Iran and the major world powers still party to a 2015 nuclear deal have met for talks in Vienna, Austria as attempts to return the United States to the landmark accord intensify.
Talks were held in the city’s Imperial and Grand hotels between representatives of Iran, China, Russia, Germany, France and the United Kingdom.
A US delegation was also in the same city trying to save the accord, but the team led by Special Envoy to Iran Robert Malley did not take part in the talks with other world powers, as Iran has said it will not directly negotiate with the US until all harsh sanctions imposed by Trump and still enforced by President Joe Biden are lifted.
The US said the talks between Iran and world powers were “constructive”.
“We do see this as a constructive and certainly welcome step,” State Department spokesman Ned Price said.
Iranian Supreme Leader Ali Hosseini Khamenei has said Iran will immediately scale back its enrichment of uranium and deployment of advanced centrifuges after the country can verify US sanctions have been lifted, but is “in no hurry” as it is also trying to “nullify” sanctions through local production.
Iran’s delegation in Vienna, led by Araghchi, also consists of representatives from the country’s central bank, the ministry of petroleum, and the atomic energy organisation as the sanctions primarily target Iran’s financial sector and oil transfer.
According to the Iranian foreign ministry, the Vienna talks include “technical negotiations in the form of expert meetings” in order to figure out how US sanctions can be lifted and how Iran can come back into full compliance with the deal.
Therein lies the complexity of the talks, as US sanctions have targeted a number of Iranian individuals and entities with multiple designations – including those on “terrorism” and human rights abuses.
Moreover, Iran has said it will under no circumstances accept a “step-by-step plan” and only expects the US to take the “final step” of lifting all sanctions.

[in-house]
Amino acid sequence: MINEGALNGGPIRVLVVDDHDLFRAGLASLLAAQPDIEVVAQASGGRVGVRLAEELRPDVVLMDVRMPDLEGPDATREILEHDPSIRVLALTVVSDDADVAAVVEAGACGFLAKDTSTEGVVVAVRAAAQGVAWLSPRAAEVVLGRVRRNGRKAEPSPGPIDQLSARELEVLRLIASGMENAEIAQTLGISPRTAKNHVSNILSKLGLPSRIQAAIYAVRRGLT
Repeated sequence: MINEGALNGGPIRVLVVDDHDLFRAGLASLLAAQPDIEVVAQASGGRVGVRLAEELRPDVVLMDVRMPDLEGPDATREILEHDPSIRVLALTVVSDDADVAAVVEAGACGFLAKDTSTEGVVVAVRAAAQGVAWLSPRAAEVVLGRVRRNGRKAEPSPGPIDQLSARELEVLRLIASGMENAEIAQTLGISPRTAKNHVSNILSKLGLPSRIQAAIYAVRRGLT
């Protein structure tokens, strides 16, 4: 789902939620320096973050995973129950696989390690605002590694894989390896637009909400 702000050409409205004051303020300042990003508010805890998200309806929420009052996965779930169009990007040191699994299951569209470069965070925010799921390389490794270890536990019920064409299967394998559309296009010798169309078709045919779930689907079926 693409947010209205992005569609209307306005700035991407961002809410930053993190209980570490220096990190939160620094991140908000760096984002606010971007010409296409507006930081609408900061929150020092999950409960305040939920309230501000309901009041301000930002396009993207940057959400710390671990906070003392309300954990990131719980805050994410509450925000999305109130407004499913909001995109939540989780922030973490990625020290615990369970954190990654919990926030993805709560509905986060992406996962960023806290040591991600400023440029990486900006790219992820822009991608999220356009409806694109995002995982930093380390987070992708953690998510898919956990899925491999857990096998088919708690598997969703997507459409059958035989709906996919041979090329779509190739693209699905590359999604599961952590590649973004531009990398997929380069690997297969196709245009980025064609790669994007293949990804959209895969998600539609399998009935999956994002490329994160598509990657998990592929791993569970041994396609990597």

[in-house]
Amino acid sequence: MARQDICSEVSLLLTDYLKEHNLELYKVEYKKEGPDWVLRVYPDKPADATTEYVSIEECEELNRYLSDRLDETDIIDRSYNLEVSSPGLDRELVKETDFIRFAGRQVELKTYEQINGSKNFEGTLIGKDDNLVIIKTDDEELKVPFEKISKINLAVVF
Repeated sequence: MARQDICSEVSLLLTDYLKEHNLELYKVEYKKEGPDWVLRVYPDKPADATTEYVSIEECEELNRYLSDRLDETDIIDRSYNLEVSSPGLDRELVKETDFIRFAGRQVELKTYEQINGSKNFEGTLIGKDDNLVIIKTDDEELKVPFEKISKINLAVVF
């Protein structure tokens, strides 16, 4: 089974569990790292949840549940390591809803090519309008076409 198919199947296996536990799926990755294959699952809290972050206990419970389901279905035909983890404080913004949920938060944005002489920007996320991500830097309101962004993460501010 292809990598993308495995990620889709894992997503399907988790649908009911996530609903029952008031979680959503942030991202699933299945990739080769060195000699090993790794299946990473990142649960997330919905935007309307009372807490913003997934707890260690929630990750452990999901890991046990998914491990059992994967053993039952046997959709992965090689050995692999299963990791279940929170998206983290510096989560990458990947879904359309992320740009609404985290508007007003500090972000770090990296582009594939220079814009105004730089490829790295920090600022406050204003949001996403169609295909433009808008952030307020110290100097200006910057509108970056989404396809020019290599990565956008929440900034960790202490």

Iran’s government spokesman Ali Rabiei on Tuesday said the country welcomed US special envoy Malley’s recent comments that Iran will need to enjoy the economic benefits it was promised under JCPOA in the form of sanctions being lifted.
“I can’t discuss further details but we eagerly await the implementation of this constructive stance and hope that at the end of talks under way in Vienna, we can reach a clearer representation of seriousness and honesty in implementation of commitments,” he told a press conference in Tehran.
Malley’s comments also dismayed senior officials in Israel, which fervently opposes the nuclear deal and any compromise with Iran, as they called the comments “very troubling”.
Meanwhile, conservatives and hardliners in Tehran, who have also opposed the accord and have been emboldened ahead of presidential elections in June – in which moderate President Hassan Rouhani cannot stand again – are continuing their assertions in carving a role in the negotiations.
At least two lawmakers said Iran should require a minimum two-month period to verify the lifting of sanctions.
“If they have precise demands, such as the 3.67 percent [uranium] enrichment ceiling, we should have precise conditions,” Tehran representative Ehsan Khandoozi tweeted.
He named those conditions as 2.3 million barrels of oil per day in exports, the release of billions of dollars of Iranian money frozen outside the country, and $4bn worth of international transactions per month.
On Sunday, several lawmakers signed a public statement that said the implementation of any agreement over sanctions lifting with the US would have to be approved by the parliament.